About 20 typhoons and storms batter the Philippines each year, making the archipelago that lies on the Pacific typhoon and earthquake belt one of the most disaster-prone countries in the world.
Heavy rain hits the UK
Thunderstorms are expected to hit parts of the UK with a risk of more flooding following a weekend of heavy rain, forecasters have warned.
The Met Office has issued a yellow weather warning for thunderstorms across much of the South West and Wales for Tuesday with the risk of floods, lightning strikes, hail and strong winds.
The wet weather follows a week of scorching temperatures across the UK.
More than 20 flood warnings – meaning immediate action is required – were in place across the Midlands and North West on Monday morning, the Environment Agency said.
Rochdale in Greater Manchester saw 100mm of rainfall – more than a month’s worth – in 48 hours, according to the Met Office.
The cellars of a number of properties in the town centre were reported to have been flooded, while the fire service attended homes in Turf Hill Road and properties in the nearby town of Littleborough were also affected, Rochdale Council said.
The Environment Agency tweeted: „Be careful on your commute and don’t drive through flood water.”
Heavy rain also caused flooding on the railway line, disrupting journeys between Rochdale and Todmorden in West Yorkshire on Sunday night.
Forecasters said while the heavy rain will clear on Monday, a second band of low pressure will hit the country on Tuesday.
Met Office meteorologist Mark Wilson said parts of the South West and Wales will see heavy downpours and could get between 30mm and 40mm of rain.
The average rainfall for the region in July is 81mm, he added.
Mr Wilson said: „An area of low pressure will bring the risk of quite heavy thundery showers into Tuesday.
„There’s definitely a risk of flooding.
„Thunderstorms are a concern – there could be as much as 30mm to 40mm of rain. That’s quite a lot of rain flowing in quite a short period of time.”
French inventor Franky Zapata on Sunday succeeded in crossing the English Channel in 20 minutes on a jet-powered hoverboard he designed. He was forced to abandon a previous bid after failing to land on a refuelling platform and falling into the sea.
Escorted by three helicopters, Franky Zapata was seen waving to onlookers before landing safely in Saint Margaret’s Bay, very close to Dover on Britain’s southern coast on Sunday morning, according to French TV images.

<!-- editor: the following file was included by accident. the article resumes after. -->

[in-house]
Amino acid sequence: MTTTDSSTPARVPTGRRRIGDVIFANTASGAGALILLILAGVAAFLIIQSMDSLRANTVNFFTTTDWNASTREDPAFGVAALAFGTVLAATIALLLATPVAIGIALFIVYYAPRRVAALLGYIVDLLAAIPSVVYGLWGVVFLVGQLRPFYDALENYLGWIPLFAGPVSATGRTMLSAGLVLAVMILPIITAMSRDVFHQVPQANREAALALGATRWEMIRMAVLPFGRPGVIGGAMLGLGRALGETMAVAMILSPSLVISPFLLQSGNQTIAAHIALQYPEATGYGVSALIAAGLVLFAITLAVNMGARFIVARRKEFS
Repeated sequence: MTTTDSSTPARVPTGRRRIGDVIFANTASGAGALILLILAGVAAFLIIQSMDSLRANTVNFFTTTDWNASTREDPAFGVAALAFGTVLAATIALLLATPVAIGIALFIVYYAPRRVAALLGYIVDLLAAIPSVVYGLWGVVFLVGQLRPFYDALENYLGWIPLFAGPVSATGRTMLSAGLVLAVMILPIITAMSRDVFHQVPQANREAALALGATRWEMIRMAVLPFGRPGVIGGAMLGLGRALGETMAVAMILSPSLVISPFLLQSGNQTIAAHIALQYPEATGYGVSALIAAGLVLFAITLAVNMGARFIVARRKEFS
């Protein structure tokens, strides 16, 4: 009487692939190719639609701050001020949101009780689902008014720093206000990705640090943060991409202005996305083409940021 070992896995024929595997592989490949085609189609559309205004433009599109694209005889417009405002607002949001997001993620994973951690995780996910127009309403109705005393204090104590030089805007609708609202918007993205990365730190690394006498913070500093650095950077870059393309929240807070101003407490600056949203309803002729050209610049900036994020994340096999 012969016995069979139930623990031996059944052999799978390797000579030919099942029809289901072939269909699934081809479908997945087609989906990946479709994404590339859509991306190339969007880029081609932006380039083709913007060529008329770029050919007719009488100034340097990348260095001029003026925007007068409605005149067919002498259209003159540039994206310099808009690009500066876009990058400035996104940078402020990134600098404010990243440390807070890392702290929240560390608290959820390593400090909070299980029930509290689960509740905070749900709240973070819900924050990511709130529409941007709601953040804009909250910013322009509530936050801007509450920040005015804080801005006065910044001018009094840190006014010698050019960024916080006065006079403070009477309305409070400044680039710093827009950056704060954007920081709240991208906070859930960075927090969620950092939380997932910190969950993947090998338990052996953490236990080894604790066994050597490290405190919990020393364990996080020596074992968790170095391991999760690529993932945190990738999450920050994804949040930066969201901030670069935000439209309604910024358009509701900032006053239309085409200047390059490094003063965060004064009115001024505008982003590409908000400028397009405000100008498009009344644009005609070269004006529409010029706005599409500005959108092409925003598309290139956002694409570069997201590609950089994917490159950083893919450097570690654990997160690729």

The five turbines on the former jet-ski champion’s craft propelled him at speeds of up to 190 kilometres an hour, powered by a backpack full of kerosene that could keep him airborne for around 10 minutes.
Zapata had failed during an earlier attempt and fell into the middle of the busy shipping lane on July 25. He did not manage to land on a boat waiting in English waters to give him a fresh pack of kerosene.
Zapata, who wowed crowds during France‘s Bastille Day celebrations on July 14 by soaring over a military parade in Paris on the device, said he had changed refuelling arrangements to give himself the best chance of a successful crossing.
‘We took a bigger boat’
„I just want to do it this time, we changed the boat, we took a bigger boat and built a bigger platform,” Zapata told a news conference on Saturday just outside the northern port of Calais.
Zapata was carrying enough kerosene in his backback to fuel the hoverboard for about 10 minutes of flight, and needed to strap on a new supply for the second leg of his journey.
He took off from France at around 0600 GMT and made a refuelling stop mid-way across the 35-km wide Strait of Dover.
A champion on jetski-powered waterboards, Zapata steers his Flyboard Air craft which flies at up to 140 km per hour by leaning forward or backward, and controls thrust with a throttle connected to his 1,500 horsepower board.
„I hope to see you in England, for another press conference,” Zapata told reporters before taking off. „I hope I will be drier than last time.”
(FRANCE 24 with REUTERS)